Why you should be there.
Why you should be there.
Home to inspiring desert dunes, mountain landscapes, wildlife and a rich culture Namibia is now more rewarding than ever thanks to it's ground breaking conservation efforts. Unlike the rest of Africa, the number of lions and giraffes is growing, not shrinking and the country is host to the world's largest populations of black rhino and cheetah.
Even better? With most of the news about the continent of the negative variety, the news about Namibia hasn't hit the mainstream -- meaning it's a destination that's still affordable AND remains under-visited by the high end safari set...for now.
Climb to the top of a sky-scraping red sand dune at Sossusvlei in the early hours and witness the day’s first light seemingly set the desert landscape on fire. You’ll need to stay within Namib-Naukluft National Park at either Sesriem Camp Site or Sossus Dune Lodge, the only two accommodations that allow pre-dawn access to the site.
Sleepless nights are a good thing. Well, in Etosha National Park anyway. Sit up into the wee hours at one of the park’s three floodlit waterholes and be enthralled by the natural night-time theatrics of safari’s big-name game.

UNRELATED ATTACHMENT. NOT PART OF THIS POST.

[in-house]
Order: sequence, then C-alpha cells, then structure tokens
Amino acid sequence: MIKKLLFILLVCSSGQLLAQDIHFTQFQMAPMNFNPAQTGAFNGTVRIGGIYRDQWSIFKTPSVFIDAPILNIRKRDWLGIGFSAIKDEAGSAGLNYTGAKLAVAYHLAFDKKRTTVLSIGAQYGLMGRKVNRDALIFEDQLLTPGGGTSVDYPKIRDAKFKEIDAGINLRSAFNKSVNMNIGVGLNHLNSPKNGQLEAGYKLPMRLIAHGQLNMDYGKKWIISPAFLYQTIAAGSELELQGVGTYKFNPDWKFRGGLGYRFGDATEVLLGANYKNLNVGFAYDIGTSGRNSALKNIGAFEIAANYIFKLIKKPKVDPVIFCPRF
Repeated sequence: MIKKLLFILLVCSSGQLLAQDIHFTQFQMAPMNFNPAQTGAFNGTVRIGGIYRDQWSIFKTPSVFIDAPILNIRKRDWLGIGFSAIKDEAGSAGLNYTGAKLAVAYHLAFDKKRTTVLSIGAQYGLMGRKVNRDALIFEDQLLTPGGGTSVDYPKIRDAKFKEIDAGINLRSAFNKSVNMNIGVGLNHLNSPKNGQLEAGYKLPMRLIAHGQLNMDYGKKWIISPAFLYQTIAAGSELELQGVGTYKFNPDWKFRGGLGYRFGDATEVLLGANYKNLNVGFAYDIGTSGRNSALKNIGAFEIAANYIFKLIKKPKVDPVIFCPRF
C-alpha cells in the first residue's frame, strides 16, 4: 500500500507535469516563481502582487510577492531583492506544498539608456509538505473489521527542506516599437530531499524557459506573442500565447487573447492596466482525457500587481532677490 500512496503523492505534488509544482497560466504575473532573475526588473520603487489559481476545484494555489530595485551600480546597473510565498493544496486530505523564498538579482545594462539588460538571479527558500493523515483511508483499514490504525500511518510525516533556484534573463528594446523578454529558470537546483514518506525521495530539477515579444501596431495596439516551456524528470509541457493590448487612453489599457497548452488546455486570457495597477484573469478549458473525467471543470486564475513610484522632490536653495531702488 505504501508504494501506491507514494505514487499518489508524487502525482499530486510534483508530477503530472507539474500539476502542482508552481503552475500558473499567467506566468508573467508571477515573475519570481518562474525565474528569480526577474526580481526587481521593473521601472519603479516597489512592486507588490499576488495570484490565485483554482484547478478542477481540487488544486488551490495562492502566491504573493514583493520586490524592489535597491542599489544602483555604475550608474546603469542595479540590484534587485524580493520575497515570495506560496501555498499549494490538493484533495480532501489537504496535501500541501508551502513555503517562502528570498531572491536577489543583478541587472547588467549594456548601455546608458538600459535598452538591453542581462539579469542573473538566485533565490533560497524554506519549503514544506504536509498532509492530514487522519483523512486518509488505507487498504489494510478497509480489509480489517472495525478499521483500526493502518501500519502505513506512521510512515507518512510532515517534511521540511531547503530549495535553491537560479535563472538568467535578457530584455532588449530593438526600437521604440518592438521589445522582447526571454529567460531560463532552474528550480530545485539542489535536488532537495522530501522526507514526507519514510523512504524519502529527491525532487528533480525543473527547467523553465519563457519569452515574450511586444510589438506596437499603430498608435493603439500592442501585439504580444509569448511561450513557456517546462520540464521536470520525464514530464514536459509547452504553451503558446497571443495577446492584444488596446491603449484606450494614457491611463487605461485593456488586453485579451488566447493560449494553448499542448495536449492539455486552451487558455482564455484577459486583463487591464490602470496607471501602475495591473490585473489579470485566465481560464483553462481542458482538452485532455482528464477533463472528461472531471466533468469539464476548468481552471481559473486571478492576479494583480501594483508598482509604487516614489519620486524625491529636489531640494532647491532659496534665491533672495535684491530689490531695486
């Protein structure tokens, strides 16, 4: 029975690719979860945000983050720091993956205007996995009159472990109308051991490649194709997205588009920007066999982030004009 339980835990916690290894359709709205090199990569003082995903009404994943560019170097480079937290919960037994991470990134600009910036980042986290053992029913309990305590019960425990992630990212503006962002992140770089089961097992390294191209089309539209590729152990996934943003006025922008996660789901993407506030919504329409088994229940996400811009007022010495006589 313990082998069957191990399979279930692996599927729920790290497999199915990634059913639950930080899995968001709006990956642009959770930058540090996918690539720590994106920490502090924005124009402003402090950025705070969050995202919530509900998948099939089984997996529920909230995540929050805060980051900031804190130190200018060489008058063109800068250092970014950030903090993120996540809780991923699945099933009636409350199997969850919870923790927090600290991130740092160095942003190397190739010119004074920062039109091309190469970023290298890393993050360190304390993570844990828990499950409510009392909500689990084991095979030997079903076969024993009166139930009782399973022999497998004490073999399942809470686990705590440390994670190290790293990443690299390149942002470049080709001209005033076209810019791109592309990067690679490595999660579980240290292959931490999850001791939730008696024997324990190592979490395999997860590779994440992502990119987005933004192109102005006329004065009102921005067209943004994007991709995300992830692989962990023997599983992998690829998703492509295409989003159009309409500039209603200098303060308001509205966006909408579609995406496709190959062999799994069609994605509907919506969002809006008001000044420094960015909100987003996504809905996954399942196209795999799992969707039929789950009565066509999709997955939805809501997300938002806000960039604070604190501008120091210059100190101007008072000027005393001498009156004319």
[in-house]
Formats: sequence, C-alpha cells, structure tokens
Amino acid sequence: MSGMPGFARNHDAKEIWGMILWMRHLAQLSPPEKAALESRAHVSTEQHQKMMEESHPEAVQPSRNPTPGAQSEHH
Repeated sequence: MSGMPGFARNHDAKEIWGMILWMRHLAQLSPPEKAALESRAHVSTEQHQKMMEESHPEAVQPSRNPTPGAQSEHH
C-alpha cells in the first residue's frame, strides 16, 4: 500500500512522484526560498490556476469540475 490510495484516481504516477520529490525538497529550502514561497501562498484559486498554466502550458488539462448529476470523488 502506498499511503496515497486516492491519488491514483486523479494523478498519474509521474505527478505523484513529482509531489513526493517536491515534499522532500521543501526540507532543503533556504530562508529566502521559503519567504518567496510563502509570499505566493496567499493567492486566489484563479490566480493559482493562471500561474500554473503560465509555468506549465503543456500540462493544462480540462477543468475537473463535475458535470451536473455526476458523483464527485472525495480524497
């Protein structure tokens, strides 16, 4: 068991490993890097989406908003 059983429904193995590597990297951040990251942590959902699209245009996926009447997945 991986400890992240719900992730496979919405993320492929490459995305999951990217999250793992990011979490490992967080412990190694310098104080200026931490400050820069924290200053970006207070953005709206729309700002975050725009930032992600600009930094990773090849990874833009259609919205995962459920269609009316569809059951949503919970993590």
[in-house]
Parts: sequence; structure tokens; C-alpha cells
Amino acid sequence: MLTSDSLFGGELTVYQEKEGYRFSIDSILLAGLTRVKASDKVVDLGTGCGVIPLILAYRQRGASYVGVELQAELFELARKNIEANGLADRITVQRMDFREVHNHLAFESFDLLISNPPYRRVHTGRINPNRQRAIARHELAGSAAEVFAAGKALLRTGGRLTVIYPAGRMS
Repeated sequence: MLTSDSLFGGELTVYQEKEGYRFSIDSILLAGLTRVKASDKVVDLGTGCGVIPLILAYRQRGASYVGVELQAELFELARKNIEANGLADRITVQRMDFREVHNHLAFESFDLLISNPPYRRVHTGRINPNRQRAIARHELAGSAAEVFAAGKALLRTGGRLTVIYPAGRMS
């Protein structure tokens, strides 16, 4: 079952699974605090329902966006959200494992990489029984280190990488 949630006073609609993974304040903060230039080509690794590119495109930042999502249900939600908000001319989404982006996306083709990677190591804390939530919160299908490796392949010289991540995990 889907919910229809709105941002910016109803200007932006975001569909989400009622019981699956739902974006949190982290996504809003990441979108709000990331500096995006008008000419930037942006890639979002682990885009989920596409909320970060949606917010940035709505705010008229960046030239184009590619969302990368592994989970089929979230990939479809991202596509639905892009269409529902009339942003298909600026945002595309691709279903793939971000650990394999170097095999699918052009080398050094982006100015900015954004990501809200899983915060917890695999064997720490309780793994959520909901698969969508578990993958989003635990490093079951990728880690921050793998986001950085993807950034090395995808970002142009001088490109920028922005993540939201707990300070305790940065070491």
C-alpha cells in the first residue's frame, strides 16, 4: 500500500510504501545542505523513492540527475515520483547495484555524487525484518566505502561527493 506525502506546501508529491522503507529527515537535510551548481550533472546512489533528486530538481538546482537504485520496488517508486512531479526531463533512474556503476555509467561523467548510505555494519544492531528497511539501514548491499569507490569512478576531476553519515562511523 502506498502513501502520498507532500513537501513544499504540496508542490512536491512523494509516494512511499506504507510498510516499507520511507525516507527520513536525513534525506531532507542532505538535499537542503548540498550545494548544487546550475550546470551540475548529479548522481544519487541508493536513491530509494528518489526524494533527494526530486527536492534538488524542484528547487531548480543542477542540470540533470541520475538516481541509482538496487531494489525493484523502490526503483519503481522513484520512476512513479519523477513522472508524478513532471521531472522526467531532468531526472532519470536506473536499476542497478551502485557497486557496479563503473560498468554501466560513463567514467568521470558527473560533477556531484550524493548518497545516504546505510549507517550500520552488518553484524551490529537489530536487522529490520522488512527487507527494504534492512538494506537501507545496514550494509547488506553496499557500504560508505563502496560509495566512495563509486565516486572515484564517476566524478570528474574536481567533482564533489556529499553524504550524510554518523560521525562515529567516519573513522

Experience the sheer beauty and drama of the Skeleton Coast and its wildlife (both aquatic and terrestrial) on a low-altitude flight safari.
Self-drive safaris. With evocative landscapes, empty roads and world-class wildlife, Namibia is simply the best place in Africa to get behind the wheel and explore. And with the western section of Etosha National Park recently opening up to self-drivers, there is more to see in 2015 than ever.
Oil. How will the development of recently discovered offshore deposits shape the country’s coast and its economy?
Beetles, lizards, spiders and various plants in the depths of the Namib Desert collect their drinking water by ingeniously condensing fog on their extremities.
The golden wheel spider escapes its predators in the desert by cartwheeling down dunes at a remarkable 2600 revolutions per minute.
Although its remote shores are adorned with half-buried, bleached whale skeletons, the Skeleton Coast actually received its name due to its reputation for sinking ships, and the deadly environment that awaited the survivors.
Kolmanskop, once a booming diamond-mining town – complete with a hospital, school, church, theatre, bowling alley and casino – was deserted and left to be devoured by the Namib’s shifting sands in the 1950s after richer deposits were found elsewhere. Today, Kolmanskop’s dramatic half-digested remains are a surreal testament to the power of nature and to the wastefulness of disposable culture.
Via Lonely Planet